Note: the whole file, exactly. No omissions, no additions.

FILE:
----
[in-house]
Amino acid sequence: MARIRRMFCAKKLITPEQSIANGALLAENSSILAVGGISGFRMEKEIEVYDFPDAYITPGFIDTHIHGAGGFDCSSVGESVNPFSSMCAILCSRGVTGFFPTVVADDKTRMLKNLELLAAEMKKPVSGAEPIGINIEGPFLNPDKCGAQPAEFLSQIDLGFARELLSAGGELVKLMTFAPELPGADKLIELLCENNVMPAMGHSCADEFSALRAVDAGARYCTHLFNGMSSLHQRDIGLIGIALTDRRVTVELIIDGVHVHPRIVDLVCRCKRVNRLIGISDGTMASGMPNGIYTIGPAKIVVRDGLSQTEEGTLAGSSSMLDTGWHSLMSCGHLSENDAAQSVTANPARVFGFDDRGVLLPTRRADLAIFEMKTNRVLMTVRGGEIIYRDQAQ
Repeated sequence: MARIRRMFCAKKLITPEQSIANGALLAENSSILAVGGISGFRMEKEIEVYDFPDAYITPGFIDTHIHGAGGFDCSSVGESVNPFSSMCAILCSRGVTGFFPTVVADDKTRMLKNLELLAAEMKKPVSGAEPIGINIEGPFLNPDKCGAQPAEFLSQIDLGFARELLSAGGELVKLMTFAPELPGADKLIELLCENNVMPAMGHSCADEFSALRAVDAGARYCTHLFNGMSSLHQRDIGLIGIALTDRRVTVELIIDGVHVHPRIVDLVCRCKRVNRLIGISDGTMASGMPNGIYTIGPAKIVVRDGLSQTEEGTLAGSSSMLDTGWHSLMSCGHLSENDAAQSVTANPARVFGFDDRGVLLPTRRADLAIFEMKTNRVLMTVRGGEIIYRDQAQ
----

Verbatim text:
[in-house]
Amino acid sequence: MARIRRMFCAKKLITPEQSIANGALLAENSSILAVGGISGFRMEKEIEVYDFPDAYITPGFIDTHIHGAGGFDCSSVGESVNPFSSMCAILCSRGVTGFFPTVVADDKTRMLKNLELLAAEMKKPVSGAEPIGINIEGPFLNPDKCGAQPAEFLSQIDLGFARELLSAGGELVKLMTFAPELPGADKLIELLCENNVMPAMGHSCADEFSALRAVDAGARYCTHLFNGMSSLHQRDIGLIGIALTDRRVTVELIIDGVHVHPRIVDLVCRCKRVNRLIGISDGTMASGMPNGIYTIGPAKIVVRDGLSQTEEGTLAGSSSMLDTGWHSLMSCGHLSENDAAQSVTANPARVFGFDDRGVLLPTRRADLAIFEMKTNRVLMTVRGGEIIYRDQAQ
Repeated sequence: MARIRRMFCAKKLITPEQSIANGALLAENSSILAVGGISGFRMEKEIEVYDFPDAYITPGFIDTHIHGAGGFDCSSVGESVNPFSSMCAILCSRGVTGFFPTVVADDKTRMLKNLELLAAEMKKPVSGAEPIGINIEGPFLNPDKCGAQPAEFLSQIDLGFARELLSAGGELVKLMTFAPELPGADKLIELLCENNVMPAMGHSCADEFSALRAVDAGARYCTHLFNGMSSLHQRDIGLIGIALTDRRVTVELIIDGVHVHPRIVDLVCRCKRVNRLIGISDGTMASGMPNGIYTIGPAKIVVRDGLSQTEEGTLAGSSSMLDTGWHSLMSCGHLSENDAAQSVTANPARVFGFDDRGVLLPTRRADLAIFEMKTNRVLMTVRGGEIIYRDQAQ